Wednesday

19th Feb 2020

Ukraine says Europe at risk of 'terrible war'

  • 'One cannot win a war with blankets' (Photo: John Boehner)

Ukraine leader Petro Poroshenko has warned the US that Europe is at risk of a “terrible and unimaginable … war” despite his two-week ceasefire with Russia.

But his speech, to US congress members and senators in Washington on Thursday (18 September), failed to convince the White House to send military assistance.

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Referring to Russia’s annexation of Crimea and its invasion of east Ukraine, he accused the Kremlin of having an “imperialistic mindset” which threatens not just Ukraine, Georgia, or Moldova, but also EU and Nato countries such as the Baltic states, Poland, Romania, and Bulgaria.

“Is the possibility of a new, terrible and unimaginable European war there? Is what until recently seemed unthinkable now becoming a reality? Sadly, today, the answer to these questions is – ‘Yes’.”

He said he will not try to retake Crimea by force. He also said he is “convinced that the people of Ukraine and the people of Russia have enough goodwill to give peace one last chance”.

But he urged the US to start arming the Ukrainian military in case the ceasefire collapses.

“They need more military equipment – both non-lethal and lethal. Blankets and night-vision goggles are important. But one cannot win a war with blankets”, he said.

His speech comes after a leaked EU paper brought to light a fresh threat by Russian leader Vladimir Putin.

"If I wanted to, in two days Russian troops could be not only in Kiev, but in Riga, Vilnius, Tallinn, Warsaw or Bucharest," Putin is said to have recently told Poroshenko, according to the minutes of the Ukrainian leader’s conversation with European Commission chief Jose Manuel Barroso in Kiev last week obtained by German daily Sueddeutsche Zeitung.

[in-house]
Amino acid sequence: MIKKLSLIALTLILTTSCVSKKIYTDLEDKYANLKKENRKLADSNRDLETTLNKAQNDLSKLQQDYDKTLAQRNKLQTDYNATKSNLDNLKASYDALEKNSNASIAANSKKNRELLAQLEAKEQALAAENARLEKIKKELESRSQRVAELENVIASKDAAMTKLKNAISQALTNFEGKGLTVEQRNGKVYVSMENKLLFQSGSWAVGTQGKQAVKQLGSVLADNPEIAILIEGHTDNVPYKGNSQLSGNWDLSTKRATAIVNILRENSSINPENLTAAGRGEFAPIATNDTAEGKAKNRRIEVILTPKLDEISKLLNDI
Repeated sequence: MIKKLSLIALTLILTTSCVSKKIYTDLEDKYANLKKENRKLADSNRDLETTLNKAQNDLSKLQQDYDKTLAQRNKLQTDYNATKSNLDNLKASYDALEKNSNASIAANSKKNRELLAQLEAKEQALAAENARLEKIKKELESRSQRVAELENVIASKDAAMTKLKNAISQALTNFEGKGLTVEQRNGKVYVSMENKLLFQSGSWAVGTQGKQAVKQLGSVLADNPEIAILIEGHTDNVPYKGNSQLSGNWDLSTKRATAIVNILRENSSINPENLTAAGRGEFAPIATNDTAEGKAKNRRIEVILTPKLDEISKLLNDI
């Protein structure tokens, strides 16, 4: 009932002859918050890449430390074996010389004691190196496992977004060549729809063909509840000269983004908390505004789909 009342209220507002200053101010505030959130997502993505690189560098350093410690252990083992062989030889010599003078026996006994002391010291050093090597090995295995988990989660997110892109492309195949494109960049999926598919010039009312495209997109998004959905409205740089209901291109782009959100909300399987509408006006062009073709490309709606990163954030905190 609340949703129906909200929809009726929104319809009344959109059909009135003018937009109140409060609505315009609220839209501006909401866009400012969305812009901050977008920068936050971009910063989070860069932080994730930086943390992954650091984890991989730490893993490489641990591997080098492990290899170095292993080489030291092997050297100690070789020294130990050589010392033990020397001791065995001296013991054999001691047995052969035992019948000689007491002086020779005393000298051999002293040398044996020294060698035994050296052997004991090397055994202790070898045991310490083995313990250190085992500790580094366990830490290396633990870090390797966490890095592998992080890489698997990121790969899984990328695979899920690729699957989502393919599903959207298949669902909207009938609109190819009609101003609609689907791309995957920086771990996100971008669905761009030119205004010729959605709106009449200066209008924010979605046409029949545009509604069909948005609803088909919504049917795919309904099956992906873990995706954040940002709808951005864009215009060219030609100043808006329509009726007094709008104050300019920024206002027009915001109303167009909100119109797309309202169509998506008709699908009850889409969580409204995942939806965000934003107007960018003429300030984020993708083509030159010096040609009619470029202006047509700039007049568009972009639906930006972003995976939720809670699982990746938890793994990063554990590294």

Poroshenko’s US speech was greeted by standing ovations on Capitol Hill.

But the White House said only it plans to give him another $53 million in non-lethal aid - $7 million for humanitarian assistance, and the rest for equipment such as counter-mortar detection units, body armor, binoculars, and small boats.

With Russia’s annual military spending dwarfing Ukraine’s by a factor of 20 to one, a senior US official told press that American weapons would make no difference if worst comes to worst.

“There's no sense that there's an effective military edge that could be given that could change the overall balance … Ukraine would be extremely vulnerable to a fully supported Russian attack”.

For their part, the EU and Ukraine recently made a big concession to Russia by agreeing to freeze their free trade pact until 2016.

But Russia on Thursday said it wants more.

Its foreign ministry noted in a statement that the trade pact should be “modified” in substance, carving out large chunks of EU products to qualify for tariff-free imports.

It added that if Russia does not get its way, “we reserve the right to respond swiftly” with trade penalties against Ukraine.

“Fairly obvious that Moscow is using combination of pressure and salami tactics to try to unravel [the] EU-Ukraine agreement”, Sweden’s outgoing foreign minister and one of the co-authors of the trade treaty, Carl Bildt, said.

Following on from Putin’s reported threat to Warsaw, the Polish foreign affairs think tank, Pism, also published a series of potential scenarios for the conflict.

It said there is a 50 percent chance that Russia will, in October, launch a new offensive in south east Ukraine designed to create a land bridge to Crimea.

It said there is a 30 percent chance that by the end of the year Russian leader Vladimir Putin will try to cut off Ukraine from the Black Sea by conquering all of south Ukraine.

It said the worst case is a full-scale invasion, including of Kiev.

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